Ordering a custom-made window with SaftiFirst’s SuperLite I-XL heat-reflective glass reduces the amount of heat that can enter your home when a fire is raging outside. The single-pane window’s heat-reflective coating acts to reduce up to 90 percent of a fire’s heat. Windows clad in steel (the most fire-resistant framing material) and fitted with this safety glass can cost as much as twice that of a good-quality wood-framed window. SaftiFirst/O’Keefe’s Inc., San Francisco, CA; 888-653-3333.
A custom, steel-framed window fitted with Pilkington’s single-pane Pyrostop glass is rated to withstand fire for up to two hours. The science behind the glass, Cliff’s Notes–style, is this: A clear layer of heat-absorbing material inside the glass transforms into a “hard foam structure” during a fire, reducing the risk of the window breaking. The National Fire Protection Agency (NFPA) added the glass to its “What’s Hot” product spotlight in 2005, and we’re happy to follow suit. Contact dealer directly for pricing. Pilkington North America Inc., Toledo, OH; 419-247-3731.
If you aren’t prepared to shoulder the extra cost of fire-rated custom windows, the California Department of Forestry and Fire Protection recommends installing regular dual-pane windows throughout the house. Though not specifically designed to protect against the heat of a fire, dual panes do provide more protection than single-pane glass. The “sacrificial” outer layer will typically break in a blaze, leaving the inner layer intact. Having two panes also means that the inner layer of glass heats up more evenly and slowly than the outer one, helping the inner layer resist cracking. In terms of window framing, steel offers the best protection, though it’s is not offered by many window manufacturers. The next best options are wood and aluminum, which perform similarly in some fire tests. Vinyl is the least effective. Most major manufacturers, such as Andersen, offer dual-pane glass in a variety of styles with prices starting at $200 for the gliding wood-frame window shown here. Andersen Corp., Bayport, MN; 651-264-5150.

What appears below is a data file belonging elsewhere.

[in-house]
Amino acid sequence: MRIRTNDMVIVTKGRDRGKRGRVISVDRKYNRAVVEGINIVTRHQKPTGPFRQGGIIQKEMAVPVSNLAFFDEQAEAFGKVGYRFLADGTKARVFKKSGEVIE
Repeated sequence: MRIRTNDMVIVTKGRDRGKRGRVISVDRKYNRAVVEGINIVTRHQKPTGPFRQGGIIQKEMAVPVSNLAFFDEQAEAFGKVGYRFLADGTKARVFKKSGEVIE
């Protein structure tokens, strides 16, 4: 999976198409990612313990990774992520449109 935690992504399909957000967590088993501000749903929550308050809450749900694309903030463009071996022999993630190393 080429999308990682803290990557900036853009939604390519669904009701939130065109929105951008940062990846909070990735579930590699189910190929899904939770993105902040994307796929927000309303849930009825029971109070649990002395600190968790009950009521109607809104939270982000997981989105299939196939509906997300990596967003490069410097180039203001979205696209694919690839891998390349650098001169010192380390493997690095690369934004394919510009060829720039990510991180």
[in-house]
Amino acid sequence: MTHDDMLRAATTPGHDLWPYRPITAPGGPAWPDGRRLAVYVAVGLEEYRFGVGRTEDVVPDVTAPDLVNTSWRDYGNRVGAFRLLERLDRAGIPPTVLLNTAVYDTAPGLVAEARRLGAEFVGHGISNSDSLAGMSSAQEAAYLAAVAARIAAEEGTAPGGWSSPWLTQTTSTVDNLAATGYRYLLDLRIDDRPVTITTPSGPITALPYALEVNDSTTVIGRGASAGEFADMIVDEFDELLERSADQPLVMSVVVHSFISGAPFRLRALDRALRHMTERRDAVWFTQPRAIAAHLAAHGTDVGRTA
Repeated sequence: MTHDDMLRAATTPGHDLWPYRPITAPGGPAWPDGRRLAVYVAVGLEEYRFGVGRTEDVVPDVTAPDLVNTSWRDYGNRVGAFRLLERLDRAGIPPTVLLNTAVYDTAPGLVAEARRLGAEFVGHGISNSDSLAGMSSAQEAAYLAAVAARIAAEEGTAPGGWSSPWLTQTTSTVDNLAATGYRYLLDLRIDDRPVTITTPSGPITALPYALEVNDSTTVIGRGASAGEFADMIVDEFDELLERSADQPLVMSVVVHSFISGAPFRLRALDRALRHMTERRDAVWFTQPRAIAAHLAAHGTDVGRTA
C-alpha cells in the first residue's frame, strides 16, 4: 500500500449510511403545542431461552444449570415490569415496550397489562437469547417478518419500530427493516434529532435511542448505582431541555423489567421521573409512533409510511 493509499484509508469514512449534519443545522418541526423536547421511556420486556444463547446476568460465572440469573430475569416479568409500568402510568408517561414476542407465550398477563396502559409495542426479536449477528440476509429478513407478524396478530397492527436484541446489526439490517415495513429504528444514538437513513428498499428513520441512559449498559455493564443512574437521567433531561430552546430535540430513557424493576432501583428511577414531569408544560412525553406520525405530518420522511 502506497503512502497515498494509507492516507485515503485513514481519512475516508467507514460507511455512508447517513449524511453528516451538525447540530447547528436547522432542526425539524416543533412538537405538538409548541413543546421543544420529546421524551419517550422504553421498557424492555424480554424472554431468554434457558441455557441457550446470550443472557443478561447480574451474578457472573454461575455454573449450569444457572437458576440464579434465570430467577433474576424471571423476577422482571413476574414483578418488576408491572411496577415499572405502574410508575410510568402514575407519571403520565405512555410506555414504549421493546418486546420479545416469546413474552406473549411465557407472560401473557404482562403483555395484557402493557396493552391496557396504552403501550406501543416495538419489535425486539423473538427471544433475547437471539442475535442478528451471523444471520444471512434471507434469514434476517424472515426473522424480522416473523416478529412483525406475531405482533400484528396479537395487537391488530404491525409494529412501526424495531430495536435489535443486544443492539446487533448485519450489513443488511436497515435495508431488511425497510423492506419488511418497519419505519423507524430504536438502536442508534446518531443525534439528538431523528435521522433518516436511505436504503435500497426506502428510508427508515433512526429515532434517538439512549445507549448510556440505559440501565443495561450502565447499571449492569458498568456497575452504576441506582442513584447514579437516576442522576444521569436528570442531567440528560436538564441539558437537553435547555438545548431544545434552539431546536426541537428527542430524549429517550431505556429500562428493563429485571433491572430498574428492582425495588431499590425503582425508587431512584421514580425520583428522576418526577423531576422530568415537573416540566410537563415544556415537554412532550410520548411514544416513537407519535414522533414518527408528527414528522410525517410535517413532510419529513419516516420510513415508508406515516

Steel Garage Door
Wayne-Dalton’s 9000 series steel garage doors have a center core made of “polyurethane foamed-in-place insulation,” a heat-resistant material that bonds the steel outer panels together. A resin coating on the door’s exterior also creates a protective barrier, helping to prevent the spread of flames and reducing the amount of billowing smoke. $700 to $2,000, depending on size and design. Wayne-Dalton Corp., Mt. Hope, OH; 888-827-3667.
Fire prevention specialists consistently recommend the installation of a metal entry door for better protection against fires than wood or fiberglass, because they buy more time should you have to escape from a blaze. A good pick is ThermaTru’s 90-minute fire-rated steel version, which comes in a variety of panel styles. Prices start at $250. ThermaTru Doors, Maumee, OH; 800-843-7628.
If you prefer the natural look of wood for your entry door, JELD-WEN offers a selection of 20-minute fire-rated doors with a 1 3/8-inch fire-resistant core. Proper weather stripping is recommended no matter what type of door you go with, whether it’s made of alder, like this two-panel model, or steel. A sweep on the bottom of the door, for instance, will help prevent smoke from entering the house and will provide more energy efficiency throughout the year. Alder door, $807. JELD-WEN Inc., Klamath Falls, OR; 877-535-3462.
Pella’s Designer Series of triple-paned windows provides more fire protection than double-paned while also offering a higher level of insulation and Energy Star qualification. The same radiant principle that makes a double-pane window better than a single-pane applies here: The sacrificial outer layers of glass allow the inner layer to heat up more evenly and resist cracking during a fire. The triple-pane windows also come with snap-in, snap–out window shades that are embedded behind the first interior layer of glass. Prices start at $900 for wood-frame models. Pella Corporation, Pella IA; 800-374-4758.